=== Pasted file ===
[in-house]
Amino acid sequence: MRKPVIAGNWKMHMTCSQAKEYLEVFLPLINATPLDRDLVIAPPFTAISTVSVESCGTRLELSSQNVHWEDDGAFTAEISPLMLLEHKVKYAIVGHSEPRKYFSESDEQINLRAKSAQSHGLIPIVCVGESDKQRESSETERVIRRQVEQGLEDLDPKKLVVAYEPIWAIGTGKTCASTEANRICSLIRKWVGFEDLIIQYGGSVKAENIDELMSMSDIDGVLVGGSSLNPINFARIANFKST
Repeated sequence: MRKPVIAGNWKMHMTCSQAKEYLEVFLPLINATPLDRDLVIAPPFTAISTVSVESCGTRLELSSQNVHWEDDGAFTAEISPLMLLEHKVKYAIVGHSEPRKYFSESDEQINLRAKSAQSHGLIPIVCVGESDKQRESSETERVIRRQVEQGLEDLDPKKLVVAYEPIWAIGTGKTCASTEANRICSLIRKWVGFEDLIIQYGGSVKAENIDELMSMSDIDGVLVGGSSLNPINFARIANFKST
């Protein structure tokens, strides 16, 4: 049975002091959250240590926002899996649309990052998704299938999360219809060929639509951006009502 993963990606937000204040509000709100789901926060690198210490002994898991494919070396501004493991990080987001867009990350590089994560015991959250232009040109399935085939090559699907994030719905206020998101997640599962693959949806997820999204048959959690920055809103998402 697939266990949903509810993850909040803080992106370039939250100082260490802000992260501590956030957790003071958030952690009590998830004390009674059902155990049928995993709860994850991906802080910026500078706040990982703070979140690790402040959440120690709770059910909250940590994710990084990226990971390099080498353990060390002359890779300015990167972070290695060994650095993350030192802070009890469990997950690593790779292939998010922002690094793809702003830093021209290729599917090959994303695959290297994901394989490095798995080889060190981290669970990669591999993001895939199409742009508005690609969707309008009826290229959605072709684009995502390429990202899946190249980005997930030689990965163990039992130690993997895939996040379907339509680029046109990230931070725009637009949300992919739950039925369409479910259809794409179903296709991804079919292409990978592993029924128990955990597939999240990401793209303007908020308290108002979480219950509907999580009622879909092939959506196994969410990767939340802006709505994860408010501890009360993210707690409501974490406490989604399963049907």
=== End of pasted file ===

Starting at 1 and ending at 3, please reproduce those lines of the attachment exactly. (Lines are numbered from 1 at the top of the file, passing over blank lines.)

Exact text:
[in-house]
Amino acid sequence: MRKPVIAGNWKMHMTCSQAKEYLEVFLPLINATPLDRDLVIAPPFTAISTVSVESCGTRLELSSQNVHWEDDGAFTAEISPLMLLEHKVKYAIVGHSEPRKYFSESDEQINLRAKSAQSHGLIPIVCVGESDKQRESSETERVIRRQVEQGLEDLDPKKLVVAYEPIWAIGTGKTCASTEANRICSLIRKWVGFEDLIIQYGGSVKAENIDELMSMSDIDGVLVGGSSLNPINFARIANFKST
Repeated sequence: MRKPVIAGNWKMHMTCSQAKEYLEVFLPLINATPLDRDLVIAPPFTAISTVSVESCGTRLELSSQNVHWEDDGAFTAEISPLMLLEHKVKYAIVGHSEPRKYFSESDEQINLRAKSAQSHGLIPIVCVGESDKQRESSETERVIRRQVEQGLEDLDPKKLVVAYEPIWAIGTGKTCASTEANRICSLIRKWVGFEDLIIQYGGSVKAENIDELMSMSDIDGVLVGGSSLNPINFARIANFKST